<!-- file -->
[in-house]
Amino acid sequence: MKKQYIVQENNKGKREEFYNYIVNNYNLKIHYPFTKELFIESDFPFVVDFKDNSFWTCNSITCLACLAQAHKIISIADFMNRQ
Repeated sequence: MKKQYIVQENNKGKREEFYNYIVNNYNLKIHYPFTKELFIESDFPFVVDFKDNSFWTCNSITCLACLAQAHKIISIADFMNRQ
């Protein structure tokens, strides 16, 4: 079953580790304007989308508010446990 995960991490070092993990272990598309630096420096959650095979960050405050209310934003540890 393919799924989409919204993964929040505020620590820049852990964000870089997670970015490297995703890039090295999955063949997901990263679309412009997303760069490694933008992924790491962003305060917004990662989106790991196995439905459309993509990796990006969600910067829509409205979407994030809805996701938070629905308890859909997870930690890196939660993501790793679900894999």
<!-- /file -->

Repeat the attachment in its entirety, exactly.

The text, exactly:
[in-house]
Amino acid sequence: MKKQYIVQENNKGKREEFYNYIVNNYNLKIHYPFTKELFIESDFPFVVDFKDNSFWTCNSITCLACLAQAHKIISIADFMNRQ
Repeated sequence: MKKQYIVQENNKGKREEFYNYIVNNYNLKIHYPFTKELFIESDFPFVVDFKDNSFWTCNSITCLACLAQAHKIISIADFMNRQ
């Protein structure tokens, strides 16, 4: 079953580790304007989308508010446990 995960991490070092993990272990598309630096420096959650095979960050405050209310934003540890 393919799924989409919204993964929040505020620590820049852990964000870089997670970015490297995703890039090295999955063949997901990263679309412009997303760069490694933008992924790491962003305060917004990662989106790991196995439905459309993509990796990006969600910067829509409205979407994030809805996701938070629905308890859909997870930690890196939660993501790793679900894999």